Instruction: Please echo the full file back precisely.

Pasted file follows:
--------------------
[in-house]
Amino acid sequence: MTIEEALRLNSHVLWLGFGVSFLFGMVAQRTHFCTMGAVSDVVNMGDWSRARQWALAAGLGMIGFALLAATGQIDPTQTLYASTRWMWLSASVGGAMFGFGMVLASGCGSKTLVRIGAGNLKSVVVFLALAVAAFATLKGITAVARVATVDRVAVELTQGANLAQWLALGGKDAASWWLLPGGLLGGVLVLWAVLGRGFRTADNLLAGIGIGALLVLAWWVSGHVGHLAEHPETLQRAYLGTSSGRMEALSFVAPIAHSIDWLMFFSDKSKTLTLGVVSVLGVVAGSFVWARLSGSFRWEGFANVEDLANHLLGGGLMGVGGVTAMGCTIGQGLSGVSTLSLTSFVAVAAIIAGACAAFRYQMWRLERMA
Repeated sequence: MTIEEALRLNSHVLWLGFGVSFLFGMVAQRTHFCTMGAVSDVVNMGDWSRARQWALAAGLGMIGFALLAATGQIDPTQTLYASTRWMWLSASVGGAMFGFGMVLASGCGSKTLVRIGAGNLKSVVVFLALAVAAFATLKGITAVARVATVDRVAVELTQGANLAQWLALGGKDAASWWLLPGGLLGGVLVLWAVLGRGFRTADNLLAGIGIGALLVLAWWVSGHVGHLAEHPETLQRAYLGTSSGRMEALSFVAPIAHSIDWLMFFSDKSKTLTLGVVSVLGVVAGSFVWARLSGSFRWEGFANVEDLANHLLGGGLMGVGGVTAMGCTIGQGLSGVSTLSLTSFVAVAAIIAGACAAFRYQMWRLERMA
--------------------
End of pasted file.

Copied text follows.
[in-house]
Amino acid sequence: MTIEEALRLNSHVLWLGFGVSFLFGMVAQRTHFCTMGAVSDVVNMGDWSRARQWALAAGLGMIGFALLAATGQIDPTQTLYASTRWMWLSASVGGAMFGFGMVLASGCGSKTLVRIGAGNLKSVVVFLALAVAAFATLKGITAVARVATVDRVAVELTQGANLAQWLALGGKDAASWWLLPGGLLGGVLVLWAVLGRGFRTADNLLAGIGIGALLVLAWWVSGHVGHLAEHPETLQRAYLGTSSGRMEALSFVAPIAHSIDWLMFFSDKSKTLTLGVVSVLGVVAGSFVWARLSGSFRWEGFANVEDLANHLLGGGLMGVGGVTAMGCTIGQGLSGVSTLSLTSFVAVAAIIAGACAAFRYQMWRLERMA
Repeated sequence: MTIEEALRLNSHVLWLGFGVSFLFGMVAQRTHFCTMGAVSDVVNMGDWSRARQWALAAGLGMIGFALLAATGQIDPTQTLYASTRWMWLSASVGGAMFGFGMVLASGCGSKTLVRIGAGNLKSVVVFLALAVAAFATLKGITAVARVATVDRVAVELTQGANLAQWLALGGKDAASWWLLPGGLLGGVLVLWAVLGRGFRTADNLLAGIGIGALLVLAWWVSGHVGHLAEHPETLQRAYLGTSSGRMEALSFVAPIAHSIDWLMFFSDKSKTLTLGVVSVLGVVAGSFVWARLSGSFRWEGFANVEDLANHLLGGGLMGVGGVTAMGCTIGQGLSGVSTLSLTSFVAVAAIIAGACAAFRYQMWRLERMA